Our classical education relies on personal attention from excellent teachers. Washington Latin teachers are committed to our classical approach and particularly the use of Socratic seminars. They share a special devotion to student success, a commitment to creating a culture of learning, and the ability to manage a diverse group of students.
A trusting and gracious relationship between teacher and student is at the heart of every Washington Latin classroom. We aim for our students to trust their teachers so that they will speak out in class, make a mistake, lead a group, and extend themselves in any way possible. We aim for teachers to trust their students so that students can lead classes, speak out in disagreement, and challenge ideas. Our faculty are role models for our students, and learning beyond the classroom is considered as important as the formal lessons taught during class.
These ideas go beyond “teacher effectiveness” towards a commitment to modeling our core values of civility, intellectual curiosity, thoughtful and reasoned discussion of important ideas, and moral decision-making.
Elements of Our Model
We know our students
The Washington Latin approach demands that each student be known and part of our community. Our approach does not allow students to be anonymous. We rely on close relationships to create a culture of respect, learning, and openness. Small classes (average size is 16) are key. Our goal is that each student has at least one adult whom he/she can trust. We engage our families with the school community and provide constant feedback on how their children are doing. Much of this feedback is verbal or written, not just scores and numbers. For example, every student receives a written assessment of academic performance several times each year.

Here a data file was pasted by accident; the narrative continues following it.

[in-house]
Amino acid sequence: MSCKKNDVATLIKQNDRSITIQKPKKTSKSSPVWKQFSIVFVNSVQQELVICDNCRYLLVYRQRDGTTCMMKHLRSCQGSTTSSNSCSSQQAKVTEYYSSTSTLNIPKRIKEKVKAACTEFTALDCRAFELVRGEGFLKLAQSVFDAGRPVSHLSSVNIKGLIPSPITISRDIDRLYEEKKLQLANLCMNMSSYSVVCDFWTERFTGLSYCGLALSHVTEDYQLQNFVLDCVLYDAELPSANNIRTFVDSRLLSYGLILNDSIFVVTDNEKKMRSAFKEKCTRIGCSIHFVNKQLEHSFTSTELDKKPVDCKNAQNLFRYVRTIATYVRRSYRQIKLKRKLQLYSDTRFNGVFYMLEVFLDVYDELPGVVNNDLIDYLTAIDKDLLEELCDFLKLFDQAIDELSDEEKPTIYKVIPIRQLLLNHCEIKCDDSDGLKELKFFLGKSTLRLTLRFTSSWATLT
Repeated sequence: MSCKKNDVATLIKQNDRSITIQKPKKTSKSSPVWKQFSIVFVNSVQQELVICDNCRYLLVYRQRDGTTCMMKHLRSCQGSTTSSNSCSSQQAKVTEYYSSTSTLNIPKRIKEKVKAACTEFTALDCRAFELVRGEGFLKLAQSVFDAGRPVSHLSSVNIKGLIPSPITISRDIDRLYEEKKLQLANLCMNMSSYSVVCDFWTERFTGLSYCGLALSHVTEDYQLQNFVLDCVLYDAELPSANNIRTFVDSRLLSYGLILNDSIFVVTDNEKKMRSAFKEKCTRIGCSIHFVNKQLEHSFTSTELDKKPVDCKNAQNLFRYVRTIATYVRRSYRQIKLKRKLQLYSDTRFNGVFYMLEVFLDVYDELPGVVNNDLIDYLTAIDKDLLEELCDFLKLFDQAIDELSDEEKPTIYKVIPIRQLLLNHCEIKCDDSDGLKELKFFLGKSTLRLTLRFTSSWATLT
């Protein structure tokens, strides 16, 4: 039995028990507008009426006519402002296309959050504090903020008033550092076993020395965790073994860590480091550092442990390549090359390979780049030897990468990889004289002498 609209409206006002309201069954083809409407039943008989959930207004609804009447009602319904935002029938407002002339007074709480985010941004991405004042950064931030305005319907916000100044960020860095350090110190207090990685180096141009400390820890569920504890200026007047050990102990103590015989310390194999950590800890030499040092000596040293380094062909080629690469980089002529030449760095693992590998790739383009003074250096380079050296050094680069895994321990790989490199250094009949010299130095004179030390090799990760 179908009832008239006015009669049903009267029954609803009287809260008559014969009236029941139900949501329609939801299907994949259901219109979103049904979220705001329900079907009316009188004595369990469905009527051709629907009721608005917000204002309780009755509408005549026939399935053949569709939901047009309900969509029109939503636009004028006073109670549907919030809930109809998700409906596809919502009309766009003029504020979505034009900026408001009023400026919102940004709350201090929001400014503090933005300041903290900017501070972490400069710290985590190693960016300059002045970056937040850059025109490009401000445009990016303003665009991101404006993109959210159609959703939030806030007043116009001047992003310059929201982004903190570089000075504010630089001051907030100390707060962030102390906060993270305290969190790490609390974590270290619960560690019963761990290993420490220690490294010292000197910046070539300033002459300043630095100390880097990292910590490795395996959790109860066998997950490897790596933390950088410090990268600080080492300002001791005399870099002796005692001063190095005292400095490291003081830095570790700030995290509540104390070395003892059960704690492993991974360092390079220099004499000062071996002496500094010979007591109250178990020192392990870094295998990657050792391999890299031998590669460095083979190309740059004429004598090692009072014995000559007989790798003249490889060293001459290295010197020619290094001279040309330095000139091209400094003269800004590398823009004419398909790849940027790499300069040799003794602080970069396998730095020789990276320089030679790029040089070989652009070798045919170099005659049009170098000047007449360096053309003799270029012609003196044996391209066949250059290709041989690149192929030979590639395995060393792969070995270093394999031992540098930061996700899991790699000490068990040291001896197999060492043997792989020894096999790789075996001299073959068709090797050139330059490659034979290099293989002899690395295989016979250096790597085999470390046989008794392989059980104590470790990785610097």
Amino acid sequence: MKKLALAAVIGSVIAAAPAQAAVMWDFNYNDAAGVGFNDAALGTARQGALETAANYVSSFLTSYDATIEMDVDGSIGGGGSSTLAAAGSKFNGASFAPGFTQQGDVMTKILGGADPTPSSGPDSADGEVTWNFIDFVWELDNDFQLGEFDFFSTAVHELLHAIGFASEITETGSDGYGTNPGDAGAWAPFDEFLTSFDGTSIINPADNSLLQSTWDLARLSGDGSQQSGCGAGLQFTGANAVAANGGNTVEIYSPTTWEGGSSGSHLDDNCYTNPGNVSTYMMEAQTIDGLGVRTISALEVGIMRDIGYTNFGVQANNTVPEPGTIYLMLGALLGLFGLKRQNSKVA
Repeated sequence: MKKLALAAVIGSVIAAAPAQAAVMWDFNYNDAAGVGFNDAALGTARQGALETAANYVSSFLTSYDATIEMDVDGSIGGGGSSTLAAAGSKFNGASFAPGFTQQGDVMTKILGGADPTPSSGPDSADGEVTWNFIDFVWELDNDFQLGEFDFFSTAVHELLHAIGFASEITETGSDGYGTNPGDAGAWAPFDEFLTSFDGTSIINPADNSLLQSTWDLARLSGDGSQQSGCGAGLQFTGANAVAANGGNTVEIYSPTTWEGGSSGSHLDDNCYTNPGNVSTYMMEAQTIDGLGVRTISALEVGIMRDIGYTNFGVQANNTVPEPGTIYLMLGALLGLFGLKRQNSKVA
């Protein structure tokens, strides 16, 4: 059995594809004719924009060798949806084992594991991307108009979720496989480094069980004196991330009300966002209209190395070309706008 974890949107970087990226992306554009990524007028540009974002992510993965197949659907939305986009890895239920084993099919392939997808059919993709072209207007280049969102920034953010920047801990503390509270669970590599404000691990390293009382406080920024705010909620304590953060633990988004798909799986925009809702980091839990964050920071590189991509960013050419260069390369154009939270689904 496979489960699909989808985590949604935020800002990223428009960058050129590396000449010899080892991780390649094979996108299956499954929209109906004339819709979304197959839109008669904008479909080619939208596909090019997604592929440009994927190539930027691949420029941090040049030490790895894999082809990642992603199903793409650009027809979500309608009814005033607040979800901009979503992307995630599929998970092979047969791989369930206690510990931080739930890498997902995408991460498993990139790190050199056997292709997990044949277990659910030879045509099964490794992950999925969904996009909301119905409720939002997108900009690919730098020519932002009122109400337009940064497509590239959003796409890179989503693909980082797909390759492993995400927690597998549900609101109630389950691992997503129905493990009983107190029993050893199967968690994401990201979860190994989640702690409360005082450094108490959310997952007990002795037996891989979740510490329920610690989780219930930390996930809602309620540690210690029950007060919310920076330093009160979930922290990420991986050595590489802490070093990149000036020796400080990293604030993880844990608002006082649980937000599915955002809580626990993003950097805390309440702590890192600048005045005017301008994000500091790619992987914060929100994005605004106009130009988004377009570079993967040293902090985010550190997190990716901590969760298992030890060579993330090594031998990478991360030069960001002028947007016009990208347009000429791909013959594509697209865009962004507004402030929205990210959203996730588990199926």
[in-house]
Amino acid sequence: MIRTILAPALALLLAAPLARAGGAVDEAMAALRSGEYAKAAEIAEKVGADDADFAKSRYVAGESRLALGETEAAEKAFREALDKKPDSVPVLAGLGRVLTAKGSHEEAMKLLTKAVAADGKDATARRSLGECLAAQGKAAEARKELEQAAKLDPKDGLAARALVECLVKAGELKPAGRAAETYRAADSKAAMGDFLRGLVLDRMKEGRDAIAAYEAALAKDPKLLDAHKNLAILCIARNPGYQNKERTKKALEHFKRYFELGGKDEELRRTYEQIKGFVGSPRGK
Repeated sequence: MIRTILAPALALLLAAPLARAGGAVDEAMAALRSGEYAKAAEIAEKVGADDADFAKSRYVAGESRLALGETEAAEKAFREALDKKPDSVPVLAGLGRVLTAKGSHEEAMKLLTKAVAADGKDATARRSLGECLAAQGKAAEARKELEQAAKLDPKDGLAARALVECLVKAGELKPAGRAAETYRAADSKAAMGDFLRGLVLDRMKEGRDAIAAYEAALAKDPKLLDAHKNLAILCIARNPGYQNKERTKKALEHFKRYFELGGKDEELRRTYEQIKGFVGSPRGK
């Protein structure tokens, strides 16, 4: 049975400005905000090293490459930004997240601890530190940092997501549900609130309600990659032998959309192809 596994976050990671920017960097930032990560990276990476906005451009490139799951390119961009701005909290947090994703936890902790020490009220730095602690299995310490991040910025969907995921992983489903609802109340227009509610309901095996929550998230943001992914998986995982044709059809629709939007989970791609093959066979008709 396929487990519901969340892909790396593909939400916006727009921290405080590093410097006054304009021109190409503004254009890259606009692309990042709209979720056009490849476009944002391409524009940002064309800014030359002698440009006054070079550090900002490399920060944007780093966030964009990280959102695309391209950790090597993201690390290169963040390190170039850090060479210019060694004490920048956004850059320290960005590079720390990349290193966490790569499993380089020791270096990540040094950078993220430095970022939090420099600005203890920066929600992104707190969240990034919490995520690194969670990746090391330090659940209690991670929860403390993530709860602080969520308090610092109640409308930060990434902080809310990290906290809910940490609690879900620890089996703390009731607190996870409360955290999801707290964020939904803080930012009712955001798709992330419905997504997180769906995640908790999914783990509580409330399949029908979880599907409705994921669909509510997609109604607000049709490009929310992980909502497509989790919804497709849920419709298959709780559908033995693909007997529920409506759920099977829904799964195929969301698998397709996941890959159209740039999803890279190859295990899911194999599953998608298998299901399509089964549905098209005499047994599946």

We use Socratic seminars
Socratic teaching is the heart of what we do in the classroom. Dialogue is our preferred pedagogy, so that we can ask students to involve themselves in an idea and a community dialogue. Our goal is for students to take up the challenge of wrestling with ideas among themselves; the teacher serves as an initial catalyst for discussion. The seminar approach allows us to train students in critical thinking skills.
We use classical methods of drills and memorization
We know that what is learned by heart becomes part of one’s deepest self. Students are asked to chant vocabulary words, multiplication tables, poems and prose, and other discrete pieces of information so as to internalize them.
We ask students to write and speak publicly
Writing well is central to a life of thinking well, and we consider it essential to a student’s education. Our students write in a variety of genres and learn the process of brainstorming, drafting, and editing. We also focus on developing our students’ ability to speak publicly and express their ideas with a reasoned, civil approach.